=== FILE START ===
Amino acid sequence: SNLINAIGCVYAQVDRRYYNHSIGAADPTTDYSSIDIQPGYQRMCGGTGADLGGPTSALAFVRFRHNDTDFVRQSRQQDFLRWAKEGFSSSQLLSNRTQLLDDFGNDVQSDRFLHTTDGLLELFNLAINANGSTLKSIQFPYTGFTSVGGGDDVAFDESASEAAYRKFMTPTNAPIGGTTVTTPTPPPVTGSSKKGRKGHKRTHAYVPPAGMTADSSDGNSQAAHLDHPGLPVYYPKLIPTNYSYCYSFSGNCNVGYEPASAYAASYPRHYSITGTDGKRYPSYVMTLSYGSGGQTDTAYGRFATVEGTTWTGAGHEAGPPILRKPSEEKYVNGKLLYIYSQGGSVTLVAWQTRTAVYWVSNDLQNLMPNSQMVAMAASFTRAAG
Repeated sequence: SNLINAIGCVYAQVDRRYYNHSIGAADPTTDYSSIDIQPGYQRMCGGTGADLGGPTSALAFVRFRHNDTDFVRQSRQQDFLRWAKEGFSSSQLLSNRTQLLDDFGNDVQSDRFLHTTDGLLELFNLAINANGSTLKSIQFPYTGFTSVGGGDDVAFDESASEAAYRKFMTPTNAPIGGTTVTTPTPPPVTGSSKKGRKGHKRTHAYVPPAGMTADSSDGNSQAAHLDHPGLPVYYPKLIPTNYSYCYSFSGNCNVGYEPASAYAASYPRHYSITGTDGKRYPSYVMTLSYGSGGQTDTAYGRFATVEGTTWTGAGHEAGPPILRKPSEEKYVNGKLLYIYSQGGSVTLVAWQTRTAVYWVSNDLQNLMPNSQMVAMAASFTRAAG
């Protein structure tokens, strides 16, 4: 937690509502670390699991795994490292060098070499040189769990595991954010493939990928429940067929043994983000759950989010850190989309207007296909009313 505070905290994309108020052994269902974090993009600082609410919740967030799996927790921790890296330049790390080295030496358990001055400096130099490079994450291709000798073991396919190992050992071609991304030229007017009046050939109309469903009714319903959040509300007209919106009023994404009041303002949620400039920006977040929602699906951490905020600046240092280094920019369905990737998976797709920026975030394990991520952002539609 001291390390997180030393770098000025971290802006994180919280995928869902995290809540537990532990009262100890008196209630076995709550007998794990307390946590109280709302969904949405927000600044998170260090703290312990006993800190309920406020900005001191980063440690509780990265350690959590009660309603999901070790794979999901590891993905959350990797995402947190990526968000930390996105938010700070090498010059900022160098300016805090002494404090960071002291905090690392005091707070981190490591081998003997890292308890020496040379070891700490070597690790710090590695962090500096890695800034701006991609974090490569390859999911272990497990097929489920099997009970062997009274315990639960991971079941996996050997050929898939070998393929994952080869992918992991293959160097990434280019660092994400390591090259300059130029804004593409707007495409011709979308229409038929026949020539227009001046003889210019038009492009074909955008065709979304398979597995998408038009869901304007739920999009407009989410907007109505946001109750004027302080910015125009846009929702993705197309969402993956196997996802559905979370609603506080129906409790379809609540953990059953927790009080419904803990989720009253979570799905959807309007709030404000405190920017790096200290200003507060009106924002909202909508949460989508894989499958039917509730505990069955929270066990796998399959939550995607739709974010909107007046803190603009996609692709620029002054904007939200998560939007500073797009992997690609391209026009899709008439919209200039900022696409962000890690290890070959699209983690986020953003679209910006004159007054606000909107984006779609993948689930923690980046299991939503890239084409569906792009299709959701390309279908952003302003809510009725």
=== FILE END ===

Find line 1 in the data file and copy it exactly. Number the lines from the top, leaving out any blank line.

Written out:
Amino acid sequence: SNLINAIGCVYAQVDRRYYNHSIGAADPTTDYSSIDIQPGYQRMCGGTGADLGGPTSALAFVRFRHNDTDFVRQSRQQDFLRWAKEGFSSSQLLSNRTQLLDDFGNDVQSDRFLHTTDGLLELFNLAINANGSTLKSIQFPYTGFTSVGGGDDVAFDESASEAAYRKFMTPTNAPIGGTTVTTPTPPPVTGSSKKGRKGHKRTHAYVPPAGMTADSSDGNSQAAHLDHPGLPVYYPKLIPTNYSYCYSFSGNCNVGYEPASAYAASYPRHYSITGTDGKRYPSYVMTLSYGSGGQTDTAYGRFATVEGTTWTGAGHEAGPPILRKPSEEKYVNGKLLYIYSQGGSVTLVAWQTRTAVYWVSNDLQNLMPNSQMVAMAASFTRAAG